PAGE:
This is SKYRACK 51, published on April 4th, 1963 by Ron Bennett, 13 West Cliffe Grove, Harrogate, Yorkshire, England. 6d per copy. 2/6d for six issues. 35 for 6 issues in USA (6 issues airmailed for 65 cents) where subscriptions should be sent to Bob Pavlat 6001-43rd Ave., Hyattsville, Maryland. News of interest to SF fans always welcomed. Locally captioned cartoon by Arthur "Atom” Thomson and contributions from Keith Freeman, Peter Singleton, Ethel Lindsay, Jhim Linwood and other worthies.
FOURTH ANNIVERSARY ISSUE...... SKYRACK POLL RESULTS ANNOUNCED INSIDE
AT THE SCIENCE FICTION CLUB OF LONDON’S 3rd March meeting author William F. Temple followed in the footsteps of earlier speakers Ian Peters and E.C. Tubb by telling of some of his experiences in writing science fiction. When he suggested that he spoke on the status of the amateur versus the professional, he was interrupted by shouts that his audience did not wish to hear about his sex life. He told that he had been writing for a fanzine about his early days in the B.I.S. He had mentioned this to Arthur Clarke during the latter’s recent visit to this country and was told that Clarke had also been writing up similar B.I.S. memories and had sold the article to Holiday Magasine.
Temple told of one story he had written. He had cut out the first three paragraphs on the advice of Van Vogt who had told him to “get the readers into the story.” He was then asked by the editor to cut off the ending, so that he wondered if most of his writing was produced for invisible readers.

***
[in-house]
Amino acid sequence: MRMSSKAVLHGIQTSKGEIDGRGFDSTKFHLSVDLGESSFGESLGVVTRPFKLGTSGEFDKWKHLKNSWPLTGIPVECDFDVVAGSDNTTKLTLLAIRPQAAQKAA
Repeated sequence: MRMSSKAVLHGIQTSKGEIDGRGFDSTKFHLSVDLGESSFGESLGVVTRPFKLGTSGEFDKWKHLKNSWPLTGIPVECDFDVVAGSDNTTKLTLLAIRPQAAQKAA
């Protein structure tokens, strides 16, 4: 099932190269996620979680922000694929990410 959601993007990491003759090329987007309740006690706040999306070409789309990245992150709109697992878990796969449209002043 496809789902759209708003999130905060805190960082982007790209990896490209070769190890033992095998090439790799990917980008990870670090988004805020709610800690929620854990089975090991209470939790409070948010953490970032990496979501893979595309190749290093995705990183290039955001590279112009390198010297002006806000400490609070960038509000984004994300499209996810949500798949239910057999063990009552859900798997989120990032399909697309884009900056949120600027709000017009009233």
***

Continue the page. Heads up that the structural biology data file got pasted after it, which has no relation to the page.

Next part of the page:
He went on to discuss the current fashion for “calamity” novels like The Kraken Wakes and ended an excellent talk with an outline of an unpublished story which dealt with an onion-manufactured space ship.
At the same meeting the Club voted to sell its library and several items were auctioned off. The remainder of items will later be advertised for sale. ((If you still have Chandler’s The Simple Art of Murder, you have a customer)) George Locke and Bruce Burn mentioned that they were nominating OMPA President Bob Lichtman for TAFF and the meeting was attended by Sheila Barnes, a BSFA member and student nurse from Winchester, who was introduced by Ethel Lindsay. (EL)
As Skyrack strides forth into its fifth year of publication, it is with irony that what has been voted the year’s leading fan-publication in this country notes that it is getting a reputation for spite, nastiness, and under hand dealings. This type of reputation has been in the past, and no doubt will be in the future, eagerly sought by certain fans who try to leapfrog up the ladder of fame by pulling those above them down to their own level. It is not, thank you, a reputation which has been, or will be, sought eagerly or otherwise by Skyrack.